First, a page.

Food & Drink


I indeed cooked the Hot and Sour Soup last week, but I was so overwhelmed with the Thanksgiving festivities that I didn’t get time to blog about it until this morning. It’s fine; I think you’ll need this recipe after you’ve stuffed yourself to the max and you’re looking for something lighter.


It’s possible to recognize this as the hot and sour soup on the local Chinese take-away menu. It’s a delicious soup that has a refreshing broth that’s not too heavy or dense. I added a cube of tofu into the broth in order to give the soup an extra layer of substance and then poured it over a bowl of colorful vegetables. It’s one of the amazing dishes that are not only very delicious, but you’re feeling great about eating it because you are aware that it’s packed with many “good for you” things. I am in love with this.


The sourness of this spicy and hot soup results from vinegar. The sour taste helps keep the soup from becoming heavy despite the fact that hot soup typically sits in the stomach and is heavy. It’s also a great contrast to the spiciness of the red chili sauce.


There are two choices for the serving of this soup. Pour the hot broth over the vegetables and let them slowly wilt away from the heat. Or, add the vegetables straight into the hot broth and allow them to simmer until they are soft. The first choice (ladling broth over the vegetables) provides the best visual appeal, but if you’re looking for slightly crisp, lightly blanched veggies, you may not enjoy this choice as much.

The process of cooking veggies in broth will make them soft, but you’ll reduce some colors. I discovered that while the soup is sitting in your refrigerator, the gorgeous purple color of the cabbage spills over into the broth before settling upwards into the tofu. It’s hilarious seeing violet tofu cubes floating around in your soup, but I assure you that the flavor will not be diminished.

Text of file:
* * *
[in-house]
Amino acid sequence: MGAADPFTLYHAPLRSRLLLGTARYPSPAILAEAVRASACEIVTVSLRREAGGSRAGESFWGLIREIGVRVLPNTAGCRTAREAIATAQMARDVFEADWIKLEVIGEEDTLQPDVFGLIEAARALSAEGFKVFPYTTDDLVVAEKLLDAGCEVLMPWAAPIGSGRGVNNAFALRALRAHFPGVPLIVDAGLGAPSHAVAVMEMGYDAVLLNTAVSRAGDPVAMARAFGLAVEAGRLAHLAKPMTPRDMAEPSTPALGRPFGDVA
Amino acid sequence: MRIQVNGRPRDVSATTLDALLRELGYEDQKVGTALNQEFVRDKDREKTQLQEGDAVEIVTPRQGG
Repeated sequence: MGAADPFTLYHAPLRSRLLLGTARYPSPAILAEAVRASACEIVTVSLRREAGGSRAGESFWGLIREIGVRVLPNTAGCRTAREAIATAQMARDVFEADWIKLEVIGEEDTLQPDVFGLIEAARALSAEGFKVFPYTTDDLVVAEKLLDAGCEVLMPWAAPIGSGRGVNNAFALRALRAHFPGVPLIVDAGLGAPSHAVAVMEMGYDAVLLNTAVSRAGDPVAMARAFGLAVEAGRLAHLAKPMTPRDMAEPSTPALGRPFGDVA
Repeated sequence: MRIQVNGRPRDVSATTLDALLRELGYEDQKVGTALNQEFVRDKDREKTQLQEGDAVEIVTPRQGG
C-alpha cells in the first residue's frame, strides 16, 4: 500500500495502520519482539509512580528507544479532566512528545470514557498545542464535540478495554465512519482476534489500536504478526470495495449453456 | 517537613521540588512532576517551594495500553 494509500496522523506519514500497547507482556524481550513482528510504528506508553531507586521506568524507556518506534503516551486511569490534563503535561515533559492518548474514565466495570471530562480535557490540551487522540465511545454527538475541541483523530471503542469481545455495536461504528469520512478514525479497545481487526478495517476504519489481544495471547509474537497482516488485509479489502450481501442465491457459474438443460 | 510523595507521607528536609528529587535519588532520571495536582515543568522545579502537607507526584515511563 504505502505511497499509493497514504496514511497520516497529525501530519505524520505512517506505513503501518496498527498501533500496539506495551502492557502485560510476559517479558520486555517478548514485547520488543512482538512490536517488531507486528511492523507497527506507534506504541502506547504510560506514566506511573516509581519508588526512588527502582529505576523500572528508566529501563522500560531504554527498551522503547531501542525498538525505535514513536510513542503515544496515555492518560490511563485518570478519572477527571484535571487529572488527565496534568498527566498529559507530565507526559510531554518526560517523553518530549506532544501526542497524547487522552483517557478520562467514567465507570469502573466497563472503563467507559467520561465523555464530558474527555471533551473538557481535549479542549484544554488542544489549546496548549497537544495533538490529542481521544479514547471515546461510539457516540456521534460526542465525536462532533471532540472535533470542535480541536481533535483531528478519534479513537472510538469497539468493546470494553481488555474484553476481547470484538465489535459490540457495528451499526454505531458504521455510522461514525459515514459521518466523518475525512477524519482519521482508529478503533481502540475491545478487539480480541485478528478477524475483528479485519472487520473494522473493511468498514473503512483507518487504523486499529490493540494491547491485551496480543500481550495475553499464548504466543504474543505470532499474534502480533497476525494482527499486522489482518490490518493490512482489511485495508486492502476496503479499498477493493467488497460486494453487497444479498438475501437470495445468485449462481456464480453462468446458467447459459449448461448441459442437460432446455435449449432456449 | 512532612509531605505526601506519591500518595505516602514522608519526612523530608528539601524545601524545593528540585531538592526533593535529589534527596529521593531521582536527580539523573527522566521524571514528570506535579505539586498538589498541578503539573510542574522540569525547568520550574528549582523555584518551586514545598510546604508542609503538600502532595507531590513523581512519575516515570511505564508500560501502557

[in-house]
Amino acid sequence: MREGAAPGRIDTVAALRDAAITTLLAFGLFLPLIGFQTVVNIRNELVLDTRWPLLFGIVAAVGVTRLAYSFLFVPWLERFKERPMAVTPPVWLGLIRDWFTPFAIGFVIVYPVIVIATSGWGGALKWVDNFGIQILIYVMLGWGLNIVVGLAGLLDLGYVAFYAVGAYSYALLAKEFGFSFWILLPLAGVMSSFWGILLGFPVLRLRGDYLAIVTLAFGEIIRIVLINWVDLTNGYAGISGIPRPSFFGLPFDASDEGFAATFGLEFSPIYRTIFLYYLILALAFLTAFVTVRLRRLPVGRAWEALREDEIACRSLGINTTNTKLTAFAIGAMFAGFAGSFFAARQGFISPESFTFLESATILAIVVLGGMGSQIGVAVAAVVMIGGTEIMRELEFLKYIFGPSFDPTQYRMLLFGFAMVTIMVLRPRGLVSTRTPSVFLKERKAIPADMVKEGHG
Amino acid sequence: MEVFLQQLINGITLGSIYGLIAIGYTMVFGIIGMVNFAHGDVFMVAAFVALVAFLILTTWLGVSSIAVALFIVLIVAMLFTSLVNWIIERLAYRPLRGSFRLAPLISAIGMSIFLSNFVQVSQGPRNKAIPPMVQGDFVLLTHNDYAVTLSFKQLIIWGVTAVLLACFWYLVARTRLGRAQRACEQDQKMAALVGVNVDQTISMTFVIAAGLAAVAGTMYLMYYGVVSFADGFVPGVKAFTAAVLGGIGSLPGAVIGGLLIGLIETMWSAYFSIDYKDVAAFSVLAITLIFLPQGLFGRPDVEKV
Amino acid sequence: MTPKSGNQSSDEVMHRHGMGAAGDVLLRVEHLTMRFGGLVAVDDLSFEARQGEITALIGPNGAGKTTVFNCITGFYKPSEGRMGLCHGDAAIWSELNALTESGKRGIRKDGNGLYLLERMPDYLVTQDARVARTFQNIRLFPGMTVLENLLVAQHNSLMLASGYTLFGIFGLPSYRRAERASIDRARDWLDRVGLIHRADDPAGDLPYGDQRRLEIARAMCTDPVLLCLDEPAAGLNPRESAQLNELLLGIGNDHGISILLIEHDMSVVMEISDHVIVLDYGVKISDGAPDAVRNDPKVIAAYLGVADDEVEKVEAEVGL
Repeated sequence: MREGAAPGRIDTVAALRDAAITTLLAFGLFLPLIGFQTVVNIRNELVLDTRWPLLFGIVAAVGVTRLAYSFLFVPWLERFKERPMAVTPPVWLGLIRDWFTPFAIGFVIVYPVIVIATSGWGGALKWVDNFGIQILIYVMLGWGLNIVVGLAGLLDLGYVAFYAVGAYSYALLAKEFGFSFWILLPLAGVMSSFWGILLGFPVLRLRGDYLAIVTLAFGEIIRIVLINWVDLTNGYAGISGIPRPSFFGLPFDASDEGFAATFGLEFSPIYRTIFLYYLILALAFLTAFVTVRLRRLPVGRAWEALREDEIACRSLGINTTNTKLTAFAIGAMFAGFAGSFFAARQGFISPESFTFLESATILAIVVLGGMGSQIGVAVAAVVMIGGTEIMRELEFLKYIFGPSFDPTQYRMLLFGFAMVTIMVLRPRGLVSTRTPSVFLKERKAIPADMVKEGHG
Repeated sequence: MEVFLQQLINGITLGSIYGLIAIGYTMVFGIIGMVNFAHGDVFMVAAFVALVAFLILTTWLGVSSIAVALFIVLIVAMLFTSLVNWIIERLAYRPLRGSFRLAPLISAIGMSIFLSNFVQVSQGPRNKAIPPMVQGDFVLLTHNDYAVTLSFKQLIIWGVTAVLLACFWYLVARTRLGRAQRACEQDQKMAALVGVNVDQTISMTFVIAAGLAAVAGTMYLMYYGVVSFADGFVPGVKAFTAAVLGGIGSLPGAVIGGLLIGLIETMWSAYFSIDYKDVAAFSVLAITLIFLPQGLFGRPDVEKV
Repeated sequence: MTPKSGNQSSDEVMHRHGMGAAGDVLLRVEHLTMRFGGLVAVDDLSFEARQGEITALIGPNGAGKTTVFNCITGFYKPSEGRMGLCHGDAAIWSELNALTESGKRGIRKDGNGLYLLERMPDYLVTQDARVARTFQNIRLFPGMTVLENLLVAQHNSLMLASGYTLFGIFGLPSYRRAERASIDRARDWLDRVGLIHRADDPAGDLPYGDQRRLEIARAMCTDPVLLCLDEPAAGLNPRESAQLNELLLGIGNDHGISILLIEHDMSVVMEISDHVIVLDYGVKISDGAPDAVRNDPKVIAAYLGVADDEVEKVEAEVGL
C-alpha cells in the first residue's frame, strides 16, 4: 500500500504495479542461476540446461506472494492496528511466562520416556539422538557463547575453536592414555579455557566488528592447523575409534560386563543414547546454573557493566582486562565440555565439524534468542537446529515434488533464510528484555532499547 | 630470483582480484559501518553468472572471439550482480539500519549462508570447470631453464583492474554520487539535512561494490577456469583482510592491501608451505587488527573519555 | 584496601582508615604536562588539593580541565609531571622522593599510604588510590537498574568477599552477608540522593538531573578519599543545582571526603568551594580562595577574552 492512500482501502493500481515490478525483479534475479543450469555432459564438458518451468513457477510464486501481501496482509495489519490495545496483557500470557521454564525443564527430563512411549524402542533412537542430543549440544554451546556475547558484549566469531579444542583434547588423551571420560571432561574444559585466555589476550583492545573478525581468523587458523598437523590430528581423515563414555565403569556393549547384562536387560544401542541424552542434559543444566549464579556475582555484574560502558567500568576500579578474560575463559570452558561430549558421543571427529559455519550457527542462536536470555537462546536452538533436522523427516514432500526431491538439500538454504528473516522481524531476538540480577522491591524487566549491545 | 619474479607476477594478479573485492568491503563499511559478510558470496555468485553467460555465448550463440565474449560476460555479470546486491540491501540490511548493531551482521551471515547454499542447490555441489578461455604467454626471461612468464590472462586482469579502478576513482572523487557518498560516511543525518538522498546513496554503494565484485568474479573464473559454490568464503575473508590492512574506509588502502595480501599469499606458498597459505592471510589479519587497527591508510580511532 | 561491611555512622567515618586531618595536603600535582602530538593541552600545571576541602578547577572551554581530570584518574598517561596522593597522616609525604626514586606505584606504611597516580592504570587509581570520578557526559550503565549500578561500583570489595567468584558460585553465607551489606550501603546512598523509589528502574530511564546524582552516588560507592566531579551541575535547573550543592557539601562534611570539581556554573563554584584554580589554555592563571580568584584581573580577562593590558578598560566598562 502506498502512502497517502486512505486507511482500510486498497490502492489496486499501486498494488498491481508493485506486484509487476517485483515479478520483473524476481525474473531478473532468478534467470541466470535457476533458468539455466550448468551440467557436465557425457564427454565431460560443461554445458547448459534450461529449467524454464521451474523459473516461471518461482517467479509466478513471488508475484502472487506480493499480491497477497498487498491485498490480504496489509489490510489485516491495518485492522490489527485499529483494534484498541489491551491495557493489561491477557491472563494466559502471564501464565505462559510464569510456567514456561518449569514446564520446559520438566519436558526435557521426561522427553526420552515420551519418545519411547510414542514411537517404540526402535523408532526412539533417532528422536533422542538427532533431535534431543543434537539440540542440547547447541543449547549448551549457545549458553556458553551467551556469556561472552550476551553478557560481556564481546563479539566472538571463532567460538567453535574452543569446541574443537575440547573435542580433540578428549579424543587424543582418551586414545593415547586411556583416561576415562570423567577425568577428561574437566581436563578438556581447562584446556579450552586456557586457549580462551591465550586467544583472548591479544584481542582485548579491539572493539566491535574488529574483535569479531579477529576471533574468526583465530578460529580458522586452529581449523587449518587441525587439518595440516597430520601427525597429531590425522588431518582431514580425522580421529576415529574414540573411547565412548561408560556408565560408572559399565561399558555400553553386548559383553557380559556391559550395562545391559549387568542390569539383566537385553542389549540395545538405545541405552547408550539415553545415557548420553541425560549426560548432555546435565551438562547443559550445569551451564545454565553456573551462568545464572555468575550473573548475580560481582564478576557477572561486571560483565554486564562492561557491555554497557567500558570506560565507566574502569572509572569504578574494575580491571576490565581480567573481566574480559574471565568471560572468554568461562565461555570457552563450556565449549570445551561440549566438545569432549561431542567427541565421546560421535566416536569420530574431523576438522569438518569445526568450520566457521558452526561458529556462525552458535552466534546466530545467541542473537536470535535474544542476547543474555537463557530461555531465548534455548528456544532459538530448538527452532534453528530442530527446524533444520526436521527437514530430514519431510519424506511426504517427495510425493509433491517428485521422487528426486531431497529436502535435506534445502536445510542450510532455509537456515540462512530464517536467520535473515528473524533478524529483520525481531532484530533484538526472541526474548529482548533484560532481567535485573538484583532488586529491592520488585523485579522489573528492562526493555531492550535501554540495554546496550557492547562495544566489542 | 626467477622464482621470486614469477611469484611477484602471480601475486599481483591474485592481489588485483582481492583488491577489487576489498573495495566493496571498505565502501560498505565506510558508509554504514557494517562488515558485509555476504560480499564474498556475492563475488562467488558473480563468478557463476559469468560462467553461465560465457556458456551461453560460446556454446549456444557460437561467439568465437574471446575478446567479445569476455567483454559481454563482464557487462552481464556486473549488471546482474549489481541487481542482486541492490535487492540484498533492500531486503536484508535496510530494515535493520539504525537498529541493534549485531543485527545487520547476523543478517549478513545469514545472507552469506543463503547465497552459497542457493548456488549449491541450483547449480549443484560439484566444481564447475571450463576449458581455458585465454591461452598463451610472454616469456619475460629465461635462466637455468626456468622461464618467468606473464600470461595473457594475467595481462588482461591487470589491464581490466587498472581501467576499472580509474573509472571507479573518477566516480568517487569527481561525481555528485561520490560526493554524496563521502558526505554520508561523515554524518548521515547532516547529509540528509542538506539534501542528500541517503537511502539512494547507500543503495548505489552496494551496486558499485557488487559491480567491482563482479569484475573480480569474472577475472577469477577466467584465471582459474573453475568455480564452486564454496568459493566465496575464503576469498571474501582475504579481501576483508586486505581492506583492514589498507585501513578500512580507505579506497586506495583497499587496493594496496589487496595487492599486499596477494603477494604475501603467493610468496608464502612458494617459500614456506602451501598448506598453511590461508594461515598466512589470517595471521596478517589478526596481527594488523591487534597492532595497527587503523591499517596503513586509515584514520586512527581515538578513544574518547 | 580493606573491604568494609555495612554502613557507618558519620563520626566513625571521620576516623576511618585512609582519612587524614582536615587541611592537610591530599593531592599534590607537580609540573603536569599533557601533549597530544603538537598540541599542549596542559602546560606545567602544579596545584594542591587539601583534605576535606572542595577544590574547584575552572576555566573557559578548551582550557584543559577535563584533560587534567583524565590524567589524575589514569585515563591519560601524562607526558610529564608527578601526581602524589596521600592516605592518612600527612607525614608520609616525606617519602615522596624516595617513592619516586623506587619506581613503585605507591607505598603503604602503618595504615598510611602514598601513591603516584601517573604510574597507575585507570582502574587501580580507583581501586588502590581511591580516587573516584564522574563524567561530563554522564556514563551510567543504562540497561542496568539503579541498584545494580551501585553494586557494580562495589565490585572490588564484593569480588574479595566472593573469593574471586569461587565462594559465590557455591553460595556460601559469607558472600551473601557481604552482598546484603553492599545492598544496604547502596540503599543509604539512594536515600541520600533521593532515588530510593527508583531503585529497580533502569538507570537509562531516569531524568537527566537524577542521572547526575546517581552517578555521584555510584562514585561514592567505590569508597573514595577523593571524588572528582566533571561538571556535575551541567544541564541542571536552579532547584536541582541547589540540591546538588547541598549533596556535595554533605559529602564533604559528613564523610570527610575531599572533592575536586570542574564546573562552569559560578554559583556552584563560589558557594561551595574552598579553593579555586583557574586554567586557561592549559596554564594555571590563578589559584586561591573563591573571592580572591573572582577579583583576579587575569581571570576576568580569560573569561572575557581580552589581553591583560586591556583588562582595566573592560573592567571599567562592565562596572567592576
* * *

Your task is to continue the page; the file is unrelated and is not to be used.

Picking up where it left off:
One tablespoon Canola Oil ($0.04)

1 Tbsp fresh ginger grated ($0.11)

Four green onions ($0.50)

1/4 of red cabbage ($0.50)

Three carrots ( $0.26)

Eight oz. button mushrooms ($1.99)

6 cups vegetable broth ($0.75)

1/2 Tbsp of soy sauce (or more, according to your preference) ($0.05)

1.5-2 Tbsp rice vinegar ( $0.19)

1 Tbsp chili garlic sauce or sambal olek ( $0.34)

14 oz. Block extra firm tofu ($1.99)


Slice the cabbage as well as the mushrooms and white and green onions (both the white and green edges of the onions). Peel the carrots and either cut them into thin slices using a vegetable peeler to slice them into ribbons or cut them up into sticks (julienne).

Add the oil from canola-grated ginger, the canola oil, and the white ends of the green onion into an enormous pot. Cook the onions and ginger at medium-low heat until tender (1-2 minutes). Then, add the broth from your vegetable into the pool, as well as the vinegar and soy sauce, along with the chili garlic sauce. The amount of soy sauce vinegar as well as chili garlic sauce required is a personal preference and will depend on the amount of salt in your vegetable broth. Begin with a small quantity of each, and then increase the amount according to your preference. It should end up being sweet and spicy. Make sure the broth is hot.

The tofu should be rinsed and then sliced into small chunks (small enough for them to be able to sit on the spoon). Incorporate the tofu into the boiling broth and let it cook to a simmer ( just a few minutes).

You can either add the vegetables to the soup pan and simmer until softened or split the vegetables into separate bowls to serve and then add the hot broth to the top. Sprinkle the green portion of green onions on each bow. Additional chili garlic sauce could be added to the bowls if you wish.